Navigating Climate Change


Rakhshanda Mehtab

Millions of people are perishing in the global conflagration caused by climate change. Eighty per cent of greenhouse gas emissions originate from the G-20 countries, with Pakistan and other developing nations bearing the brunt of this responsibility. Pakistan is severely impacted by the consequences of climate change.
Pakistan accounts for only 0.88 per cent of the world’s greenhouse gas emissions, but the country’s overall emissions reached 443.60 MtCO2e in 2020. The world is becoming continuously affected by climate change, and Pakistan is no exception as it ranks among the top 10 nations most impacted. Due to its substantial reliance on the monsoon and regular susceptibility to natural hazards, it is sensitive to climate change because of precipitation and the Indus Basin, which is supplied by glaciers. The nation is more susceptible to expected temperature increases, more erratic rainfall patterns, and an increased risk of floods and droughts due to its socioeconomic conditions.
According to Scientific Research, climate change contributed significantly to the catastrophic floods of 2022, which directly affected over 30 million people in Pakistan and caused property damage, fatalities, and infrastructure loss. The economy and security of Pakistan are seriously threatened by climate change.
The Pakistani government has created several adaptation and mitigation-focused initiatives. The majority of that role has been led by a cabinet-level ministry concerned with Climate Change in Pakistan since 2017.
Due to Pakistan’s high susceptibility to the negative effects of climate change, particularly extreme events, the country adopted its first National Climate Change Policy (NCCP) in 2012. The policy’s main focus was on climate-resilient development and adaptation. The Paris Agreement (2015), the Kyoto Protocol (1997), and the United Nations Foundation Convention on Climate Change (UNFCCC) provide the international legal foundation for multilateral efforts to combat climate change. All three agreements have been ratified by Pakistan.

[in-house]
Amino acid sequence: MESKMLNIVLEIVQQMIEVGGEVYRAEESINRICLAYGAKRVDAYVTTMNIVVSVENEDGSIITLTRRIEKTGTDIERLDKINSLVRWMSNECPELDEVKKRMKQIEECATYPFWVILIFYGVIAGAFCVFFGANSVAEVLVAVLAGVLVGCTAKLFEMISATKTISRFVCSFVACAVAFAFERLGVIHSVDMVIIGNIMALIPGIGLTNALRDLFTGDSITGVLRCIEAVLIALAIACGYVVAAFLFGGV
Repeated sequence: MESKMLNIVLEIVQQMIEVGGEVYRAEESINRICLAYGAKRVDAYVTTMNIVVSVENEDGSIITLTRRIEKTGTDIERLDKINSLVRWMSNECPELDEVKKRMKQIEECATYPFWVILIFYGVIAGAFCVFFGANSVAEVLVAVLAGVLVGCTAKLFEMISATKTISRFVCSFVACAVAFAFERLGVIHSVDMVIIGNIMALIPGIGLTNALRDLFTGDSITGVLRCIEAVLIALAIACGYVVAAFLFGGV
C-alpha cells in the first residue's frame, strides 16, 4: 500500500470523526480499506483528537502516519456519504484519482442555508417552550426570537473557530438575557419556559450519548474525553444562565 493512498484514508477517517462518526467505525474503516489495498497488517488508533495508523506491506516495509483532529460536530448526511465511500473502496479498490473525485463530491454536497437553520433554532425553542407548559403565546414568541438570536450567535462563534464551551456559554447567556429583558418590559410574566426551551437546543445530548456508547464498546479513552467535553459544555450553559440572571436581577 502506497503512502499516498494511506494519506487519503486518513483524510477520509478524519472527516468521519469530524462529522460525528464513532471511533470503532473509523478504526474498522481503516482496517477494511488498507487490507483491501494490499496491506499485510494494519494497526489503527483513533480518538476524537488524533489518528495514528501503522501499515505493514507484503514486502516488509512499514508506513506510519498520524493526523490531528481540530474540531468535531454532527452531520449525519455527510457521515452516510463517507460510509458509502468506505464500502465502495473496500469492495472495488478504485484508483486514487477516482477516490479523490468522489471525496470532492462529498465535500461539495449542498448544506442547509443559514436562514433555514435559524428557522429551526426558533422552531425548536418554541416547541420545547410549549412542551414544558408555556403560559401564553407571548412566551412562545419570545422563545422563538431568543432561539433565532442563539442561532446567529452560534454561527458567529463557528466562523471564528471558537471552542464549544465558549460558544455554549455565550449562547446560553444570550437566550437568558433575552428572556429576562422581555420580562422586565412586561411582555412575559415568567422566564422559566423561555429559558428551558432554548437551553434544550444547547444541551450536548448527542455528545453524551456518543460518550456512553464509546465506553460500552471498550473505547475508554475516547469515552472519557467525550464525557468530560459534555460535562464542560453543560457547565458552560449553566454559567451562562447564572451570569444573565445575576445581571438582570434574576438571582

The National Electricity Plan, which was unveiled by the Pakistani government in February 2021, set three primary objectives for the energy sector: sustainability, energy security, and cheap energy access. The program placed a strong emphasis on diversifying the nation’s fuel mix and maximizing the use of energy resources, even if it did not specify any numbers.
In October 2021, Pakistan submitted its revised NDC. Salient features of the NDC Included that Pakistan plans to set a very ambitious conditional objective of reducing its estimated emissions by 50 percent by 2030, of which 15 percent would come from domestic resources and the other 35 percent would depend on the availability of grant funding from outside the nation. It was also mentioned in NDC that Pakistan intends to achieve the goal by prohibiting the import of coal, switching to 30 percent electric vehicles and 60 percent renewable energy by 2030, and increasing the use of natural solutions. For increased contributions, the revised NDC has also included new industries and gases.
Pakistan pledged to take voluntary steps to support a worldwide effort to cut methane emissions by at least 30% from 2020 levels by 2030 when it joined the worldwide Methane Pledge during COP26 in Glasgow, Scotland, in November 2021.
The National Climate Change Policy was then revised in 2022, outlining a framework for energy conservation and a decrease in greenhouse gas emissions from several heavy-emitting industries, such as the energy and industrial sectors (cement, steel, textile, and petrochemicals).
During the November 2022 climate change negotiations at COP-27 in Sharm-el-Sheikh, Egypt, Pakistan, in its role as the Chair of the Group of 77& China in 2022, represented the poor nations.
The “Green Alliance” framework was established by the US and Pakistan in March 2023 to advance bilateral cooperation on clean energy, climate action, and sustainable development. This entails helping to put in 10 GW of solar energy and raising the proportion of renewable energy to 60 percent by 2030. Pakistan filed its National Adaptation Plan (NAP) to the United Nations Framework Convention on Climate Change (UNFCCC) in August 2023.
A national carbon registry, an internal Emissions Trading System (ETS) framework, and a Measurement, Reporting, and Verification (MRV) system are all being developed by the Ministry of Climate Change (MoCC) in Pakistan. The country’s commitment to carbon pricing and emissions trading is further strengthened by the creation of the Pakistan Climate Change Fund and the National Committee on Establishment of Carbon Markets, especially in the electricity and industrial sectors.
Pakistan attaches great importance to promoting international collaboration to successfully address climate change. The country continues to take part actively in international negotiations under the UNFCCC and the Paris Agreement. A balanced emphasis on adaptation and mitigation as well as loss and damage has been highlighted by Pakistan as a means of bridging the gap between the global climate financing pledges and their execution. As one of the most climate-vulnerable countries, Pakistan would continue to contribute positively to global climate change discussions, actions, and dialogue.

The writer is a freelance columnist and can be reached at